Edith's crumbling Brooklyn apartment building is home to an eclectic collection of tenants: Adeleine, Thomas, Paulie and Edward, each and every one struggling with the challenges of daily life. However, when Edith's son Owen comes sniffing around sporting brochures for homes for the elderly, and plans for the brownstone, this diverse group of New York residents unite to protect their ailing landlady.
Written with short chapters allowing the narrative to move easily between its memorable characters, this is a heart-warming story of home, community and connection.
Not an enjoyable book but worth reading if only for the thoughtful and sympathetic development of the characters. We didn't like the short chapters as there was no time to become engaged with the characters before you were on to the next one. Not one we would recommend.
Too wordy. Characterisation was good and each character continued to develop. A compassionate, empathetic view of ageing, coping, and community.
No one in our group really enjoyed this book. Quite a few either didn't finish it or skimmed through. We found it 'bitty' and confusing, one member described it as 'weird'. The most appealing character was Paulie and we spent some time discussing Williams and other similar syndromes. Information about the fireflies was interesting. A disappointing read, we all agreed we wouldn't recommend it.
Quite a mixed response from our group. A couple did not read it at all and several dropped out along the way. Because the characters were all damaged it was hard to empathise and the promised engagement in the final third of the book wasnt the improvement our readers had hoped for... Williams Syndrome was an interesting addition and Paulie the most engaging character. Not a book we will be recommending to others!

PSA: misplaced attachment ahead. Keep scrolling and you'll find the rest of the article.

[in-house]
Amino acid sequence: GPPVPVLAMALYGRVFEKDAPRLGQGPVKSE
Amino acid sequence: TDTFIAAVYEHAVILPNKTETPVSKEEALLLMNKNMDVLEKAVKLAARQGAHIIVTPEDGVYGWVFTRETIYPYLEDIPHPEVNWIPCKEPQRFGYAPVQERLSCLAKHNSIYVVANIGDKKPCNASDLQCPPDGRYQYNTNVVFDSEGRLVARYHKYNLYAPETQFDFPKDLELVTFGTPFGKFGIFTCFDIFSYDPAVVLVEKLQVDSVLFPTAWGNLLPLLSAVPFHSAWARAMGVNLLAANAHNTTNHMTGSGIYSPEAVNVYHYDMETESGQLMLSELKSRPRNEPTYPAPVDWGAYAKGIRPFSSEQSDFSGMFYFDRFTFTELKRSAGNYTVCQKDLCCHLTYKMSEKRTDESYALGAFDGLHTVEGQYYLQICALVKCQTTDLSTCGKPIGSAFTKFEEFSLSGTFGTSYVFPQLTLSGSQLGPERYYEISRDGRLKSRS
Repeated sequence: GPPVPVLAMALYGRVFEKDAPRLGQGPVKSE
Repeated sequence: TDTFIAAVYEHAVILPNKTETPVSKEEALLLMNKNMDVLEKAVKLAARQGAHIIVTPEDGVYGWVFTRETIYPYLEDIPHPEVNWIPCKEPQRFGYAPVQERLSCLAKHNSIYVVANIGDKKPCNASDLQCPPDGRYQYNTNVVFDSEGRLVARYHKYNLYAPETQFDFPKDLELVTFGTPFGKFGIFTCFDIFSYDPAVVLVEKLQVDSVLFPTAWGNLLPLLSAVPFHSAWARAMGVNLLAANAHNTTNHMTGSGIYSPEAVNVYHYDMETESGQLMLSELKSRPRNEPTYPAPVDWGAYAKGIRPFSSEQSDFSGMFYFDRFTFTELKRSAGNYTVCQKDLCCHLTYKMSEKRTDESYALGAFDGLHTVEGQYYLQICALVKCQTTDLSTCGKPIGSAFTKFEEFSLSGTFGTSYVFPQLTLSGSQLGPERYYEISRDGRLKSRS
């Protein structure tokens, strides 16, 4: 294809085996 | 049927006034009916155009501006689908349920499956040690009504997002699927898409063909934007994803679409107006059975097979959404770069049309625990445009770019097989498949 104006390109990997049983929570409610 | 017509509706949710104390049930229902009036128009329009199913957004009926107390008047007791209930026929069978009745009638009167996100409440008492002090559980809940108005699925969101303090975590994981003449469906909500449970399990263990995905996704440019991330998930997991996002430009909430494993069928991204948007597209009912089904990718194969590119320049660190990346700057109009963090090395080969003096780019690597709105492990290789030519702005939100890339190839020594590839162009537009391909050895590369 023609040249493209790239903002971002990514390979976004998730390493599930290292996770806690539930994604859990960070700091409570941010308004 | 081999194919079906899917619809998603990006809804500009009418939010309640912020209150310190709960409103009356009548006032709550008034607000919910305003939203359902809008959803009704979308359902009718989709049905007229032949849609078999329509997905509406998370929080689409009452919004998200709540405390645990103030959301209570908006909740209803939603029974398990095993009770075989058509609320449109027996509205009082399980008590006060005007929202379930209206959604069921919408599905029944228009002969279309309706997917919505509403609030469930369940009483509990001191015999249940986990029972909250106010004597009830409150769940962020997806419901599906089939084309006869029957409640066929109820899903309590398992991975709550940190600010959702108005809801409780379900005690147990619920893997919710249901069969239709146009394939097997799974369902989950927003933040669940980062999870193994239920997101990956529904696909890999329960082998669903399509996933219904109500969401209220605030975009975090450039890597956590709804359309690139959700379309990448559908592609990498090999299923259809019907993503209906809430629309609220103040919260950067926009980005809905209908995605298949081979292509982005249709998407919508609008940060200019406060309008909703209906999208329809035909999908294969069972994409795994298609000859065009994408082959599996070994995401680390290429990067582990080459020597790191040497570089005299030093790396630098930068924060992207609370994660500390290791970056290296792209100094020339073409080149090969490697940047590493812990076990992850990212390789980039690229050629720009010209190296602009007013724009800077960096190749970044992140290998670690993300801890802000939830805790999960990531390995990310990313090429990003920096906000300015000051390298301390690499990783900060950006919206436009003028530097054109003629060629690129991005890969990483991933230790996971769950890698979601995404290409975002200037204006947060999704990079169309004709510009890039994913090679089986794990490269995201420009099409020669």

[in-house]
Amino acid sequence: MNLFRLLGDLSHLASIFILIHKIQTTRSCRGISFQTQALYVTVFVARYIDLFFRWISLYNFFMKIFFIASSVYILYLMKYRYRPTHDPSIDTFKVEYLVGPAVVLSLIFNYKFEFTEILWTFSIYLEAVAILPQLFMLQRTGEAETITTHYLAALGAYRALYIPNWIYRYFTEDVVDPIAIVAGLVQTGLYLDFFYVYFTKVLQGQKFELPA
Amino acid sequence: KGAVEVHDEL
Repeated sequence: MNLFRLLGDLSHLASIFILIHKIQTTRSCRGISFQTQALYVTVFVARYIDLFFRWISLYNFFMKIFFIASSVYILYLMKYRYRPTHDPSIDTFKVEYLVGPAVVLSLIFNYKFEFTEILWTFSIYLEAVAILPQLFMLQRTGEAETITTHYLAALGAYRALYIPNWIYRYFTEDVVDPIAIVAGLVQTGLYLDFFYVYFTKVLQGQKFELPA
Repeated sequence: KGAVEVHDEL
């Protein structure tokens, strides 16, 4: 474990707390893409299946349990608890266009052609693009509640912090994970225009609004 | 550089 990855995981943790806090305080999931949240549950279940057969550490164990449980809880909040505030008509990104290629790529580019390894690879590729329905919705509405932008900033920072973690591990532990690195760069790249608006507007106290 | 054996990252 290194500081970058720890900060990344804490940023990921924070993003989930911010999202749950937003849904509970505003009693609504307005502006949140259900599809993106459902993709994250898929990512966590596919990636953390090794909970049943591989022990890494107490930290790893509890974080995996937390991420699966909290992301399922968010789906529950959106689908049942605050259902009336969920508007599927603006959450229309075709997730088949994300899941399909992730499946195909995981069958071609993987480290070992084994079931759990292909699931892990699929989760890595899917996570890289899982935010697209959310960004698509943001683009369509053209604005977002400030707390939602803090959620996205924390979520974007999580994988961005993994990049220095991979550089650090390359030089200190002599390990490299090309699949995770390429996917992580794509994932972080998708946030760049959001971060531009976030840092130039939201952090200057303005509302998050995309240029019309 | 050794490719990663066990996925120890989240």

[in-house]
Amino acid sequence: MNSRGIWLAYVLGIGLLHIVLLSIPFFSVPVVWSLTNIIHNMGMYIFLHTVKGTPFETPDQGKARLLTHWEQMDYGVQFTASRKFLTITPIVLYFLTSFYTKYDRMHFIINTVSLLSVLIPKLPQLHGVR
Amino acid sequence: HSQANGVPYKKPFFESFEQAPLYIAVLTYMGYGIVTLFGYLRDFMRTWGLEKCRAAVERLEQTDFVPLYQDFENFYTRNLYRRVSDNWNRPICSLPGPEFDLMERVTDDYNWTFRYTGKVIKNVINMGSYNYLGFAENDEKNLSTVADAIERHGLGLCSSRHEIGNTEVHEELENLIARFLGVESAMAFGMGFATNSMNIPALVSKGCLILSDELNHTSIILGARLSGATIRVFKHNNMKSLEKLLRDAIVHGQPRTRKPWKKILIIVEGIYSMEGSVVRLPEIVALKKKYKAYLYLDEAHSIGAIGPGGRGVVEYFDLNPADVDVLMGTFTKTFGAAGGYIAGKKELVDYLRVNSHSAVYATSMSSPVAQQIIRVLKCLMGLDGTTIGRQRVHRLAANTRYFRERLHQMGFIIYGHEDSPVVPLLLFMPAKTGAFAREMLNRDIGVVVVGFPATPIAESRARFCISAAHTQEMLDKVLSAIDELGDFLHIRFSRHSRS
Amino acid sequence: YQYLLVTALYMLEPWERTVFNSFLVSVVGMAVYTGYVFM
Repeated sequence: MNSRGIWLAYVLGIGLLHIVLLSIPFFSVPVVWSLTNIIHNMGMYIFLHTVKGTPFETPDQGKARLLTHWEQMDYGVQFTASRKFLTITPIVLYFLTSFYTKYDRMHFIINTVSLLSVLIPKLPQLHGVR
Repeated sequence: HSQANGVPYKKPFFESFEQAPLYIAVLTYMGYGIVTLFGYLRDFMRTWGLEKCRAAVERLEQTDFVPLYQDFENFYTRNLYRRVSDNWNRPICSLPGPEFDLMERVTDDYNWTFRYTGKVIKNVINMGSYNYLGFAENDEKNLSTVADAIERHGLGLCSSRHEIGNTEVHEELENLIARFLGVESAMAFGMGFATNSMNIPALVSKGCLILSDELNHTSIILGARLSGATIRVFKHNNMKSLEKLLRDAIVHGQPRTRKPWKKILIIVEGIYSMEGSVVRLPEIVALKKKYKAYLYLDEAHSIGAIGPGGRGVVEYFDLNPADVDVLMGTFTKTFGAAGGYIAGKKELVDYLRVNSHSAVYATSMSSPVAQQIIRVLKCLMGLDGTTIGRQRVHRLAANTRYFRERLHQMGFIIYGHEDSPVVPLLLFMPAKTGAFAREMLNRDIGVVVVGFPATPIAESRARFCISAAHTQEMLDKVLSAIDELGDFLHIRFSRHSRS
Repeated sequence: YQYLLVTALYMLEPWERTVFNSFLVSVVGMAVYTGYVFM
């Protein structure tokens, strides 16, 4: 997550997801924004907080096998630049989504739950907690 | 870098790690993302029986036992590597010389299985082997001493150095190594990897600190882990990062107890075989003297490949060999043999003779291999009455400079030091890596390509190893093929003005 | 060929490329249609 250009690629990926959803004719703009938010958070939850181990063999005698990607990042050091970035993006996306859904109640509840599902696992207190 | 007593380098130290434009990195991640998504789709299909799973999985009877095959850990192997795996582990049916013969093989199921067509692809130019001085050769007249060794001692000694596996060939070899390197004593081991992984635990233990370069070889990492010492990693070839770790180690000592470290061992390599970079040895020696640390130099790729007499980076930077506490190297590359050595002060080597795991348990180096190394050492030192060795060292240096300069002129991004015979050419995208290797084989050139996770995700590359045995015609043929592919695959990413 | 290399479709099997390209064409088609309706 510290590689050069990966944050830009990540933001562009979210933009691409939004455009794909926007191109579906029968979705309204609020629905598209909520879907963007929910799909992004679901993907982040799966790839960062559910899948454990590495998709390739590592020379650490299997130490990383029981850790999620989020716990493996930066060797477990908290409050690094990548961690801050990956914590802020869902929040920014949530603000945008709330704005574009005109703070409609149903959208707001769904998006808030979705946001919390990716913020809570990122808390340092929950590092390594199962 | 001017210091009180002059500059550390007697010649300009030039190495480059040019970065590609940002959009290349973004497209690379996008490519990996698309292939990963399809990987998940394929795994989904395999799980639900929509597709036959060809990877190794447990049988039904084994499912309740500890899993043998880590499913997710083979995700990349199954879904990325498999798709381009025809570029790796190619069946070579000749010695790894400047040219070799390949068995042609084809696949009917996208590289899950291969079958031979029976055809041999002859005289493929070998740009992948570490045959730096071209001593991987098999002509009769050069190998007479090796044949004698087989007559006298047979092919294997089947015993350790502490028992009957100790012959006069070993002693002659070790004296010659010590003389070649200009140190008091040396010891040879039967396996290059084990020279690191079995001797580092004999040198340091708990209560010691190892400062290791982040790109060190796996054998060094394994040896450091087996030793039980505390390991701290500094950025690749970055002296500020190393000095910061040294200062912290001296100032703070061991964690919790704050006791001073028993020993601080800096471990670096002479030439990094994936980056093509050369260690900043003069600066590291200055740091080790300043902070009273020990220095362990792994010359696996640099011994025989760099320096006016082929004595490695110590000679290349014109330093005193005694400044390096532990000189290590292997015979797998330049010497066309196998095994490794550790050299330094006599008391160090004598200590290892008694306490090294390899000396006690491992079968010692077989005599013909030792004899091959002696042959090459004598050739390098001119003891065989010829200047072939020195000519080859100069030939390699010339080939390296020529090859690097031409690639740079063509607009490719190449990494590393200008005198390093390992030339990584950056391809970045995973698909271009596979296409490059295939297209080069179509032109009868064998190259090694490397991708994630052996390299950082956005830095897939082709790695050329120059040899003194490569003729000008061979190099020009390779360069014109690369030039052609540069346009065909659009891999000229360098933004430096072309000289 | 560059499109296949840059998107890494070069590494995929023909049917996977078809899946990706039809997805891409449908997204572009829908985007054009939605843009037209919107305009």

Our review of this book was very interesting! It occupied a lot more time than usual and opinions were varied. Generally everyone liked the characterisation and could draw parallels with the plight of these sadly damaged individuals. We wondered where they could possibly end up today when Brooklyn has become gentrified And also whether boarding houses in NZ still cater for people like them. A thought provoking read - some members felt it became contrived towards the end, but felt it was well worth persevering with.
An ok read, but not a favourite. Interesting characters. It prompted learning about Williams' syndrome.
The majority were ambivalent about this book. It's more a selection of short stories - some said. Some stories were better than others.
Enjoyed by all.
The group found the first half descriptions of the characters interesting, but felt the second half was spoilt by the author's very over descriptive prose.
Those of us who completed the book found it a good read. An unusual writing style which became increasingly readable with progression of the story.
It was a gentle story. The characters were a real community, helping each other. However, it was a bit flowery in the language, especially at the start. Mixed reviews from our group. One member not able to finish, others enjoyed it.
Really mixed response. 2/12 didn't finish the book - even those who scored it highly had mixed feelings. Some of the writing was beautiful, some seemed contrived. Lots of animated discussion - had to stop to make time for coffee.